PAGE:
The latest edition of Pig Progress in 2020 is now available to read digitally. We take a deep dive into which coronaviruses affect pigs. We jet off to China to see how the country is rebuilding its pig herd, to Vietnam to understand how ASF has accelerated developments and to Russia to see how the country is rising in the global pig sector.
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Coronaviruses in pigs
The world has been experiencing the effects of the coronavirus – or Covid-19 – for several months now, but coronavirus itself has in fact existed for much longer with the latest edition being the pathogen SARS-CoV-2. In this article we look at which coronaviruses are known to affect pigs, and why this particular one doesn’t.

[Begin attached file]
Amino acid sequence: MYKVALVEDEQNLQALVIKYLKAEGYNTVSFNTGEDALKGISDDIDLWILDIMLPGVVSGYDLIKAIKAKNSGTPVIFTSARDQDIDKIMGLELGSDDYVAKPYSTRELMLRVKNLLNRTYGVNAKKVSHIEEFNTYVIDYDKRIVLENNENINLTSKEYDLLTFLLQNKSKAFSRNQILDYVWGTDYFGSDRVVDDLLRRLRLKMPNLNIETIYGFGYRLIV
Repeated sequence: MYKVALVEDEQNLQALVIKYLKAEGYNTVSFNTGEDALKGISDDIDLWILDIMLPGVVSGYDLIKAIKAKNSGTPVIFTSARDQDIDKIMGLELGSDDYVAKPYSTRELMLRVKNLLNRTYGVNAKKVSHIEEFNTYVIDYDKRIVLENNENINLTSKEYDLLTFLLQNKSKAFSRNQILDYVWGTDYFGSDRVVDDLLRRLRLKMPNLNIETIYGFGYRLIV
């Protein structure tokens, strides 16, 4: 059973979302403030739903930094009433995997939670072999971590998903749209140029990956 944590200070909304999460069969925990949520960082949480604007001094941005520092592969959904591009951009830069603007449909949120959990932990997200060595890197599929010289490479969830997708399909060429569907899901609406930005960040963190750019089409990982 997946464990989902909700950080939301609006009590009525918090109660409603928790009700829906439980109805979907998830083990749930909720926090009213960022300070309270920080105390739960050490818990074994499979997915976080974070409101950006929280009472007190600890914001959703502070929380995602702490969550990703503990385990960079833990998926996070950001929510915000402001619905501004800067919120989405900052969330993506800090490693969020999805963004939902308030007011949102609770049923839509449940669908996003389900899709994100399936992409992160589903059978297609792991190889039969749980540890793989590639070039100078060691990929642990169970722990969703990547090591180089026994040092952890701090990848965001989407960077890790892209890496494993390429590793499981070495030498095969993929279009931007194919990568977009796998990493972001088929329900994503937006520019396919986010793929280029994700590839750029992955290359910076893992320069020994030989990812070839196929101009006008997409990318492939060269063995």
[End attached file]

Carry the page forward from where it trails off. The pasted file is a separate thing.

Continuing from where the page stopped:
There are 6 different strains of coronaviruses that are known to affect pigs, and although the latest Covid-19 coronavirus has had a significant effect on the global pig industry, pigs are in fact not susceptible.
Planes full of breeding pigs head to China
The repopulation of Chinese pig houses has certainly taken off, as have 6 airplanes transporting over 5,000 breeding pigs to the country. Other shipments are meanwhile also arriving, and further flights have been scheduled, all aimed at meeting China’s need for what has been described as an ‘insatiable’ hunger for breeding pigs.
Happiness in China when a batch of Nucléus breeding pigs has arrived. - Photo: Nucléus
“I expect growing demand from China in the second half of 2020, and for 2021 I expect sales will truly peak,” says Jim Schirmer, responsible for business development in Asia with Choice Genetics.